Since March 30, Palestinians in the Gaza Strip have participated in a series of protests and riots dubbed the “Great March of Return,” which have mostly involved the burning of tires and rock-throwing along the security fence, but have also seen shooting attacks and bombings as well as the sending of incendiary balloons and kites into Israel.

Palestinian men use slingshots to throw stones at Israeli forces during a demonstration near the border with Israel, east of Gaza City, on October 19, 2018. (Mahmud Hams/AFP)

Some 155 Palestinians have been killed and thousands more have been injured in the clashes with IDF troops, according to AP figures; Hamas has acknowledged that dozens of the dead were its members. One Israeli soldier was shot dead by a sniper on the border.

The Israeli military was on high alert Friday ahead of the clashes expected for the afternoon and evening, coming two days after a rocket with a 20-kilogram (44-pound) warhead exploded outside a house in the southern Israeli city of Beersheba early Wednesday morning, causing significant damage, but no injuries as the mother inside had rushed her children to their bomb shelter moments before.

A damage to the house that was hit by a missile fired from Gaza Strip, is seen in the city of Beersheba, southern Israel, Wednesday, Oct. 17, 2018. (AP/Tsafrir Abayov)

A second rocket also landed in the sea, off the coast of the greater Tel Aviv area, known in Israel as Gush Dan.

In response, the Israeli Air Force conducted strikes against some 20 targets in the Gaza Strip, including a border-crossing attack tunnel that entered Israeli territory from the Palestinian city of Khan Younis.

On Thursday, Israel’s top-level security cabinet instructed the army to take a wait-and-see approach to allow mediation efforts to succeed, but also ordered the military to step up reprisal attacks should there be border violence.

Ministers said the IDF should ultimately adopt a zero-tolerance policy toward rocket attacks, arson balloons and rioting along the Israeli border, according to reports in Hebrew-language media.

The army may also look to tamp down on border riots by entering areas where it previously stayed away from, according to Channel 10 news.

Israel has demanded an end to the weekly confrontations, as well as the frequent launches of incendiary balloons into Israeli territory.

According to the Israel Defense Forces, only the Gaza-ruling Hamas terror group and the Palestinian Islamic Jihad have access to the type of rockets fired on Wednesday morning.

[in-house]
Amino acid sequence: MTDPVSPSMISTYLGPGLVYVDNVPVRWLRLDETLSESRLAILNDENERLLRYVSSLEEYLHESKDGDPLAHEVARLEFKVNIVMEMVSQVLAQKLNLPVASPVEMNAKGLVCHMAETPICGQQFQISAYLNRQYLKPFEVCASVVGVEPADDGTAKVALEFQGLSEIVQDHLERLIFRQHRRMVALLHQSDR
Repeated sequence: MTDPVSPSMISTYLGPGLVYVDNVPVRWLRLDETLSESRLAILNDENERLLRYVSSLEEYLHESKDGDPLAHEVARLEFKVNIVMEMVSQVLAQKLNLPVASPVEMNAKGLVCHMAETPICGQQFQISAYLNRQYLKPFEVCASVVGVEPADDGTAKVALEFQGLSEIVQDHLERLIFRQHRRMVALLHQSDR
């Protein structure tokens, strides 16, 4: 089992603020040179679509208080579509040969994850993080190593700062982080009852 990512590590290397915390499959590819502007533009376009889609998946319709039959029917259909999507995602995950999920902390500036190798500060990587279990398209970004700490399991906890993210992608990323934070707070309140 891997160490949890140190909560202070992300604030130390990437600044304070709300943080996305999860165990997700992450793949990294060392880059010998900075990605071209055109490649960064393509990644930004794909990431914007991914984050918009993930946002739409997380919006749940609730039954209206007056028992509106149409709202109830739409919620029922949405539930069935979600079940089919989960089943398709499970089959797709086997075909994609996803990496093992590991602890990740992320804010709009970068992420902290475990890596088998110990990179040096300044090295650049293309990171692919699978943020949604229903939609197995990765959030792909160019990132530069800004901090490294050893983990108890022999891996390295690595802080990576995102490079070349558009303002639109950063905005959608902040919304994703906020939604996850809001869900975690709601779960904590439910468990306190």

Smoke billows following an Israeli airstrike in the southern Gaza Strip city of Rafah on October 17, 2018. (Said Khatib/AFP)

The terror groups, however, denied responsibility for the launch, condemning those who carried it out as “irresponsible” and said they threatened to undermine an Egyptian-led effort to reach a negotiated armistice with Israel in exchange for certain economic incentives.

Gaza’s Hamas rulers on Thursday warned Israeli leaders not to make a mistake and misread their intentions, while ordering a probe into how a missile was launched from the Strip at Beersheba.

Experts have surmised a freak lightning strike may also be to blame for the launches, as a bolt was found to have struck near where the rockets were being stored.pla

Even prior to the rocket attack, tensions along the border had been rising, with a rising clamor of calls within Israel for military action to stop incessant balloon attacks and border riots.

Last Friday, some 14,000 Palestinians thronged to the perimeter fence, burning tires and throwing rocks, firebombs and grenades at soldiers on the other side.

Palestinians carry tires as smoke billows from burning tires at the border between Israel and the Gaza Strip, east of Gaza City, on October 12, 2018. (Said Khatib/AFP)

Some 20 Palestinians breached the border during the riots, and seven Palestinians were killed, including four who the military said had entered Israel and approached a military position. Israel responded by cutting off Qatari-funded fuel shipments meant to ease a chronic electricity shortage.